Despite the evident benefits of scoring a window seat on an airplane, there is a detrimental drawback that must be underscored. It is the possibility of getting sunburned or worse, skin cancer, due to the UV rays that can penetrate the glass. It is interesting that travelers are more often reminded to wear sunscreen during beach vacations but not when flying. This should be looked into since there is a greater risk for sun damage with the latter scenario.
Not All Rays Are Created Equal
There are two types of harmful UV rays which are UVB rays that typically cause sunburn and UVA rays that can impact your skin deeper. While the plastic and glass windshields on airplanes can block UVB rays, it is not the same case with UVA transmission. The UVA rays are certainly more damaging which can cause sunspots and wrinkling. Researchers from JAMA Dermatology found that flying for 56.6 minutes at cruising altitude is equivalent to spending 20 minutes in a tanning bed in terms of radiation doses.
Compared to the passengers, pilots are more in need of better sun protection as they are exposed to a higher amount of UV radiation, increasing the risk of acquiring skin cancer. Both should take necessary precautions nonetheless such as pulling down the shades and applying sunscreen when on board.
Look for a 30-SPF lotion that can better protect you against UVA and UVB rays. You should also check whether the sunscreen has ingredients such as titanium dioxide and zinc oxide which are gentler to the skin than other chemicals. Only apply a marble-sized amount of sunscreen to your face every two hours to get the protection you deserve. After all, you should not be bothered by such worries especially when you are traveling as a form of self-care. Thus, it is better to prepare in advance the sunscreen that you’re comfortable using whenever you travel.
Though, there are several sunscreens to choose from so it’s important to choose which one would work best for you. It would be advisable to opt for the one that has broad-spectrum protection with SPF 30 or greater to ensure proper coverage. You may also find yourself choosing between chemical and mineral sunscreens as your main SPF agents.
In the case of flying, it would be better to go for mineral sunscreens as they usually last longer than chemical formulas which are more suited for swimming because of their water-resistant nature. Of course, you should also consider your skin type since there are certain ingredients that are more appropriate depending on your skin needs. Don’t hesitate to consult your dermatologist as well. Doing so is an added layer of preparation when planning a trip.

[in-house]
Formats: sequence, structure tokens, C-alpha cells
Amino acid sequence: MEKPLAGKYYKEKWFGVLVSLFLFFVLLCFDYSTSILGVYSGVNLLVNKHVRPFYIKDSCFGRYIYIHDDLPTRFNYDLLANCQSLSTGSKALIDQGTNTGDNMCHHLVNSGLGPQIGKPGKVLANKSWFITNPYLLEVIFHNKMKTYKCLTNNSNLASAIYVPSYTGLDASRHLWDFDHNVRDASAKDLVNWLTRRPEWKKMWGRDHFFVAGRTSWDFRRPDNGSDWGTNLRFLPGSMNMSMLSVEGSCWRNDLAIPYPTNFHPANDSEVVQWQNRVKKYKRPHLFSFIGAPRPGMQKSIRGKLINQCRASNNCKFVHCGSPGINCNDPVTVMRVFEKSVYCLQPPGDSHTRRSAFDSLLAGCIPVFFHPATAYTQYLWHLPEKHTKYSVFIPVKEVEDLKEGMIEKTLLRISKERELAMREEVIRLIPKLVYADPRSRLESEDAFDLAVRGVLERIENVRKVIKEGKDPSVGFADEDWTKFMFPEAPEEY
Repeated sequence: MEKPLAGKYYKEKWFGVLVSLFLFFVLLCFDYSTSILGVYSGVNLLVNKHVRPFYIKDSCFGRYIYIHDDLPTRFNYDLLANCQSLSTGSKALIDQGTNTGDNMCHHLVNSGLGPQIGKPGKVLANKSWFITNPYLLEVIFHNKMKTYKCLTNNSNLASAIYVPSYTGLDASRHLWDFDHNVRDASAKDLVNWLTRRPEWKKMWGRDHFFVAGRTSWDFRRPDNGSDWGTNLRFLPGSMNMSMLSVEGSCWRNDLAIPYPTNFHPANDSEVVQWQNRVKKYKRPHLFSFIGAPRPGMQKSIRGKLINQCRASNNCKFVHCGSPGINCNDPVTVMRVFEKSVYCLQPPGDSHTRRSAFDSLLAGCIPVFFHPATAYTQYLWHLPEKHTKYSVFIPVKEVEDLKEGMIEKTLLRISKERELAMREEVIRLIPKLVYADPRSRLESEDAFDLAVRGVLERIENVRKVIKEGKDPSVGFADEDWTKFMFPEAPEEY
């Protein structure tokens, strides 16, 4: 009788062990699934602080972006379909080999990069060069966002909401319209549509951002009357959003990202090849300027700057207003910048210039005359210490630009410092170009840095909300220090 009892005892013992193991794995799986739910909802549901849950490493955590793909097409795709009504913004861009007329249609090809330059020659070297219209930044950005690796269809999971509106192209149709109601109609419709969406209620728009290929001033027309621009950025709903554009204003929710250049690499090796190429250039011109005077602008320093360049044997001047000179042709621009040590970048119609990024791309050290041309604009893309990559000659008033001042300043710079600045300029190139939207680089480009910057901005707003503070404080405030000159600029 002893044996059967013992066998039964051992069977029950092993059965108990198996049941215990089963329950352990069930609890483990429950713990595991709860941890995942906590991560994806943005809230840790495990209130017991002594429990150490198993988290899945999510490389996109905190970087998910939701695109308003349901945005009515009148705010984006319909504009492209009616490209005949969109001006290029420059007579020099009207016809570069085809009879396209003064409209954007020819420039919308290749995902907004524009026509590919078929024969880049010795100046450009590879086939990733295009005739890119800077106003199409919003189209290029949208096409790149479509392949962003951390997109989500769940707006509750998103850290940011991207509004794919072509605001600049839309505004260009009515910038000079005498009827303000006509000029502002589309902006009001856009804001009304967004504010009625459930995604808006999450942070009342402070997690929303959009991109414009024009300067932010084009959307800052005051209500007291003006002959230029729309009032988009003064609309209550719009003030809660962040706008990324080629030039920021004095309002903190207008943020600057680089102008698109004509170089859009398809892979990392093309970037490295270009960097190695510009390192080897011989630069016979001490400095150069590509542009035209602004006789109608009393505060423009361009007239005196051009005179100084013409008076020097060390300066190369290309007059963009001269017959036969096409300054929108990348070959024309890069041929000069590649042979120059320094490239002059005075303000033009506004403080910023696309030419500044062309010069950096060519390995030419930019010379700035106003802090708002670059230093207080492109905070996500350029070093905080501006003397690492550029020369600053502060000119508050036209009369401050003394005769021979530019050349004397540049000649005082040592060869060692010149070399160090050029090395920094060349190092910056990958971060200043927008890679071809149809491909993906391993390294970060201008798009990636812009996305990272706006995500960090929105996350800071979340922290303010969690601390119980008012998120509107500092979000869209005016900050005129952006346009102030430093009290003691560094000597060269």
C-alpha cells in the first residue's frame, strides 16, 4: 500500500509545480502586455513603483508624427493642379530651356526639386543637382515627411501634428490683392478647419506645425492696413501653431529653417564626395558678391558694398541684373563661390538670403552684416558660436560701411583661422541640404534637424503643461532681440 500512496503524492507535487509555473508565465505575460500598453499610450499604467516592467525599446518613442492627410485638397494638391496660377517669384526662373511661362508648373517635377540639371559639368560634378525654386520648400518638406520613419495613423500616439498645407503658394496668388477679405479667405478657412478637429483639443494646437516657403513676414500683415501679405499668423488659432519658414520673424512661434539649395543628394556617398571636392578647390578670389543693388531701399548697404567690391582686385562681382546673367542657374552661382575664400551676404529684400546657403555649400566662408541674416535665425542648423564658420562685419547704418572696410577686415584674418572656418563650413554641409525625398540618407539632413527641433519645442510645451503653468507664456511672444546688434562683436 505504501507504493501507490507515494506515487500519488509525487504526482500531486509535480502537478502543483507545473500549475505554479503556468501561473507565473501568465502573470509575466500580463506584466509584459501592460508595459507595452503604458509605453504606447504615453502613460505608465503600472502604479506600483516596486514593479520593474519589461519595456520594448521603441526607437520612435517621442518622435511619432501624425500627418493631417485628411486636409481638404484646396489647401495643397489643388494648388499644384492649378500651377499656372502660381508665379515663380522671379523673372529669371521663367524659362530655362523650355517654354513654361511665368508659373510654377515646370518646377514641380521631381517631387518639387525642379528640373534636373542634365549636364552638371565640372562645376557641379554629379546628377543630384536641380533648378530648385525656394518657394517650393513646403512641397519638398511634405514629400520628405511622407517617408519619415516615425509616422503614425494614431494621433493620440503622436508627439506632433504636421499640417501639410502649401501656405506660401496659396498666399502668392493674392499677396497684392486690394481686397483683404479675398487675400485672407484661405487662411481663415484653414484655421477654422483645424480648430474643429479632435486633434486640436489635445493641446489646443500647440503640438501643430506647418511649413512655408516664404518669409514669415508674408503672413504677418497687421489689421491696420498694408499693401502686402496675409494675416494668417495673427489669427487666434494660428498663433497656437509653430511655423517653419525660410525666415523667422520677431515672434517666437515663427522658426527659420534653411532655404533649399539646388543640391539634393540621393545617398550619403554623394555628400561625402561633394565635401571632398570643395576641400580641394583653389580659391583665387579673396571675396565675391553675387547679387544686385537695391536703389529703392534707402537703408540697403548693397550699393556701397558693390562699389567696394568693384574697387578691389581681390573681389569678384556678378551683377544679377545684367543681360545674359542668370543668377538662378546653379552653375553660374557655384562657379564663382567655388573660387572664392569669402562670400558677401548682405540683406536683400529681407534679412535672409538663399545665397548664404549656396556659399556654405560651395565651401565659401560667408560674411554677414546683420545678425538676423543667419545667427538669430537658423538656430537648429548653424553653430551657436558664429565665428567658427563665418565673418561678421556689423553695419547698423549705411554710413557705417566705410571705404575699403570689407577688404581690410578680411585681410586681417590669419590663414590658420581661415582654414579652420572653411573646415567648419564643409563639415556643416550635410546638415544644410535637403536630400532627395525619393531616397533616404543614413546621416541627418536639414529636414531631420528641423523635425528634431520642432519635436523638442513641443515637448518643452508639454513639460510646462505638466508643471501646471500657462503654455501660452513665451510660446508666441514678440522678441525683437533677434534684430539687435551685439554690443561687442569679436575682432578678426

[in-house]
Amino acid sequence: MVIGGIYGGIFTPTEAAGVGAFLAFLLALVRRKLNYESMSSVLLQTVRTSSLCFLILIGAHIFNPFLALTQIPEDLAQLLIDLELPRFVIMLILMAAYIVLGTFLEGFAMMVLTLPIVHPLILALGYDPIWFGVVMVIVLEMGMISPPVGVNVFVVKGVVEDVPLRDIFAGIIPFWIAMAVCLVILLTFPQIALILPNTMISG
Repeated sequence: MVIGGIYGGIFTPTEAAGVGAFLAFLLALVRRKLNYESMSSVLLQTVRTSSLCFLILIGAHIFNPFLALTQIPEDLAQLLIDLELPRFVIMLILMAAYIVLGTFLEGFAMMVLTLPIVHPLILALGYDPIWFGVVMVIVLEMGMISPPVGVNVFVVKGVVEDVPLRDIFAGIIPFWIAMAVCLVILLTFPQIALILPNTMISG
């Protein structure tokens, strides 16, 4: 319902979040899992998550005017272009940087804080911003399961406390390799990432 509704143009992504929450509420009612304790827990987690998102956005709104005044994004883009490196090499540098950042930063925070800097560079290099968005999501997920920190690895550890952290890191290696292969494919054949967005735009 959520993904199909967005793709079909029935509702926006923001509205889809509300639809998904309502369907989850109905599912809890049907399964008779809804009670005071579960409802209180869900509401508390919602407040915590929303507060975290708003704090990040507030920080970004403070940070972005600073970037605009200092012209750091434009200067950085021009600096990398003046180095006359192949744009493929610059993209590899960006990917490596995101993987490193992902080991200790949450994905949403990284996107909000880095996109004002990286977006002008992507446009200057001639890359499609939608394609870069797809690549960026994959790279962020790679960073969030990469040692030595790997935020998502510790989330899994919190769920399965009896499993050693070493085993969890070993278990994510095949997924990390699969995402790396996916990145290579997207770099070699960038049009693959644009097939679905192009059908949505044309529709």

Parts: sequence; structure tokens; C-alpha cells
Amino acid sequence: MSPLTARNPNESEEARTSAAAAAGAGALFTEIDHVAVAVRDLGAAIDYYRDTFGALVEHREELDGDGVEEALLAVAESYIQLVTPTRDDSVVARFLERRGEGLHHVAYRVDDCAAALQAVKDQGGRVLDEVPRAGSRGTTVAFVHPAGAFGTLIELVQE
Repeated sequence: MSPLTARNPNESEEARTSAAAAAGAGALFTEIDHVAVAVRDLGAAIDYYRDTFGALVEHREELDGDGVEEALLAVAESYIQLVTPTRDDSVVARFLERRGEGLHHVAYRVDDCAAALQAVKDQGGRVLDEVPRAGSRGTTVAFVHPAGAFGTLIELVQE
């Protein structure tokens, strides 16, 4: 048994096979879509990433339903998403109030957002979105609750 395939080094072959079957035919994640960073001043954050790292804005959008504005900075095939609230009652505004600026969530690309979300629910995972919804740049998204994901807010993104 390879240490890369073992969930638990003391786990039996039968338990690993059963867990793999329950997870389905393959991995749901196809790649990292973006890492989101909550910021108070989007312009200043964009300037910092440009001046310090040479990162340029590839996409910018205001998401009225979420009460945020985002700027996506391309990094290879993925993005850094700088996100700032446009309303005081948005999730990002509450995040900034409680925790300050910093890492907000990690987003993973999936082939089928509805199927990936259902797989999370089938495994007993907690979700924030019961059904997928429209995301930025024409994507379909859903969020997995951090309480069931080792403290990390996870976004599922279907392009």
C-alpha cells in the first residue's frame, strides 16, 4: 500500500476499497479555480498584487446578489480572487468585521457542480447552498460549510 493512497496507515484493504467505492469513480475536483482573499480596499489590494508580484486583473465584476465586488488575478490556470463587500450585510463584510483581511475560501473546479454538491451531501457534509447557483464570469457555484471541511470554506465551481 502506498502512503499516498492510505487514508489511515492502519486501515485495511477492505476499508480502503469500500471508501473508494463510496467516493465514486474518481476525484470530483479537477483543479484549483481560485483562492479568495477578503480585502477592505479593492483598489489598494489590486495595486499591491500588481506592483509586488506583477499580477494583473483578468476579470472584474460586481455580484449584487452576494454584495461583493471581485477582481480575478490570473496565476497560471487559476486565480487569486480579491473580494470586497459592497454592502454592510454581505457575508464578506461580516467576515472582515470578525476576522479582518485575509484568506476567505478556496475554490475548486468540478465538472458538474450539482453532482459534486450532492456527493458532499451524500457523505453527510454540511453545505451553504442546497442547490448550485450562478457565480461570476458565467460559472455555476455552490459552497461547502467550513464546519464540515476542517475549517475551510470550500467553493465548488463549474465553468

Care for Your Skin
Find a travel-sized container that you can put into your carry-on once you have decided on the sunscreen you’ll use. You can also set alarms in case you end up dozing off. While sitting by the window offers the best view, being in the aisle seat can help lessen your UV exposure. Though, if you can’t let go of your window seat preference, just make sure that you close the shade.
Another skincare tip that you may want to consider while on the plane is drinking an adequate amount of water since it’s important to keep your internal cells hydrated. It would be best to apply a hydrating toner and skin serum under your sunscreen as well given that airplane cabins have low humidity. You simply need to wipe your skin with a toner after cleansing which removes impurities from tap water residue.
Patting the toner all over your face can be followed by the application of a water-based skin serum that contains hyaluronic acid. You can then apply two more layers of the toner to perfectly saturate your skin before adding the sunscreen. Lastly, a gentle reminder to not spray skin misters on your skin because the air is dry. You’ll only end up getting drier skin as the spray will draw water from it which will then evaporate into the already dry air.
To put simply, you are closer to the ozone layer when flying which is why the UV rays are expectedly more powerful than when on land. The Centers for Disease Control and Prevention (CDC) also warns travelers of riskier sun exposure during summer months as well as at places near the equator. Remember that skin cancer can be developed due to longer exposure to the sun which puts frequent travelers at a more concerning risk. Note that the most severe UV exposure happens between 10:00 a.m. and 4:00 p.m. so you may want to schedule your flight during hours other than that. Still, be mindful of changing your circadian rhythm often as it could lead to other health issues which you also don’t want to acquire due to traveling.